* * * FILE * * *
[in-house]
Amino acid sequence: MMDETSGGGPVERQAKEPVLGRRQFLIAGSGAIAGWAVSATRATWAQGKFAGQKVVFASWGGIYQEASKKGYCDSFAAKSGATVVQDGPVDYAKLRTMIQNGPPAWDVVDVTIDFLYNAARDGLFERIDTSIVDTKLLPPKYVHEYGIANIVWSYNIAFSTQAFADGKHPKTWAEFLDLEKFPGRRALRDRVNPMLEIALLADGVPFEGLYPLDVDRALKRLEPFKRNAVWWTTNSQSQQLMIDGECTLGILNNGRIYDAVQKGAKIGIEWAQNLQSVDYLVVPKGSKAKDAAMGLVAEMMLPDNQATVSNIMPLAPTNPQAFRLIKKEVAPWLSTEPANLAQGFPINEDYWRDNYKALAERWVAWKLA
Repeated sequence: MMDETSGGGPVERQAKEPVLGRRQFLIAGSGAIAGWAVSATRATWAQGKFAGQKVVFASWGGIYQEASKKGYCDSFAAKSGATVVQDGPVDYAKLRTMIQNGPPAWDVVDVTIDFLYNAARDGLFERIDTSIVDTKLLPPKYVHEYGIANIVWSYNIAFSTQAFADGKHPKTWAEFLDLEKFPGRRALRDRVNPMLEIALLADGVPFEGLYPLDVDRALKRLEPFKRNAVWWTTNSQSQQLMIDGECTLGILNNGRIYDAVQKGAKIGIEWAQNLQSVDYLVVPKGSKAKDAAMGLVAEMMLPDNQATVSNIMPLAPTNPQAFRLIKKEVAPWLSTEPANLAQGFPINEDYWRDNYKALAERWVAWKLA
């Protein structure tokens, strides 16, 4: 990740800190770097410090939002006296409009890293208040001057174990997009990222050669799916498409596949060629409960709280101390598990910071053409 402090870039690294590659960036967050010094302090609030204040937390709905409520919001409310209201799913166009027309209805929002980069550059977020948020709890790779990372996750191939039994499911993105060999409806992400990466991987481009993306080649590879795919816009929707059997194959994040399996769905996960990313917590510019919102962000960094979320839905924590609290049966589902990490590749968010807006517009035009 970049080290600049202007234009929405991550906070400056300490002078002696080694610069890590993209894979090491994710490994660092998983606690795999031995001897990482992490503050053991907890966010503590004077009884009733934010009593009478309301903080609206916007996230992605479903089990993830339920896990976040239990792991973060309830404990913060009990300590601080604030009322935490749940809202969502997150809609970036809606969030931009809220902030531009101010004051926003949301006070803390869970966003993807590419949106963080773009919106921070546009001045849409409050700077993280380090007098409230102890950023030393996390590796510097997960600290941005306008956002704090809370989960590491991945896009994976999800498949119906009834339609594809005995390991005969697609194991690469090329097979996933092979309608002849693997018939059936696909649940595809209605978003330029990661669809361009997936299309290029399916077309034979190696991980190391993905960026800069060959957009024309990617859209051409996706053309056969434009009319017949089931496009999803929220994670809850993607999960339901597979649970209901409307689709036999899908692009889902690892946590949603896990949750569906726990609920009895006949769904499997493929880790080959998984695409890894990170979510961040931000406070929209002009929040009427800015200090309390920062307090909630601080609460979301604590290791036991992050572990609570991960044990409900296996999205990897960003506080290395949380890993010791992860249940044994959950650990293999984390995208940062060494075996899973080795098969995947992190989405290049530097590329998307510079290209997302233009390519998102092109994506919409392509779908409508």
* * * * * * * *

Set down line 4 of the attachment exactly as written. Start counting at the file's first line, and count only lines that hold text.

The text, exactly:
């Protein structure tokens, strides 16, 4: 990740800190770097410090939002006296409009890293208040001057174990997009990222050669799916498409596949060629409960709280101390598990910071053409 402090870039690294590659960036967050010094302090609030204040937390709905409520919001409310209201799913166009027309209805929002980069550059977020948020709890790779990372996750191939039994499911993105060999409806992400990466991987481009993306080649590879795919816009929707059997194959994040399996769905996960990313917590510019919102962000960094979320839905924590609290049966589902990490590749968010807006517009035009 970049080290600049202007234009929405991550906070400056300490002078002696080694610069890590993209894979090491994710490994660092998983606690795999031995001897990482992490503050053991907890966010503590004077009884009733934010009593009478309301903080609206916007996230992605479903089990993830339920896990976040239990792991973060309830404990913060009990300590601080604030009322935490749940809202969502997150809609970036809606969030931009809220902030531009101010004051926003949301006070803390869970966003993807590419949106963080773009919106921070546009001045849409409050700077993280380090007098409230102890950023030393996390590796510097997960600290941005306008956002704090809370989960590491991945896009994976999800498949119906009834339609594809005995390991005969697609194991690469090329097979996933092979309608002849693997018939059936696909649940595809209605978003330029990661669809361009997936299309290029399916077309034979190696991980190391993905960026800069060959957009024309990617859209051409996706053309056969434009009319017949089931496009999803929220994670809850993607999960339901597979649970209901409307689709036999899908692009889902690892946590949603896990949750569906726990609920009895006949769904499997493929880790080959998984695409890894990170979510961040931000406070929209002009929040009427800015200090309390920062307090909630601080609460979301604590290791036991992050572990609570991960044990409900296996999205990897960003506080290395949380890993010791992860249940044994959950650990293999984390995208940062060494075996899973080795098969995947992190989405290049530097590329998307510079290209997302233009390519998102092109994506919409392509779908409508």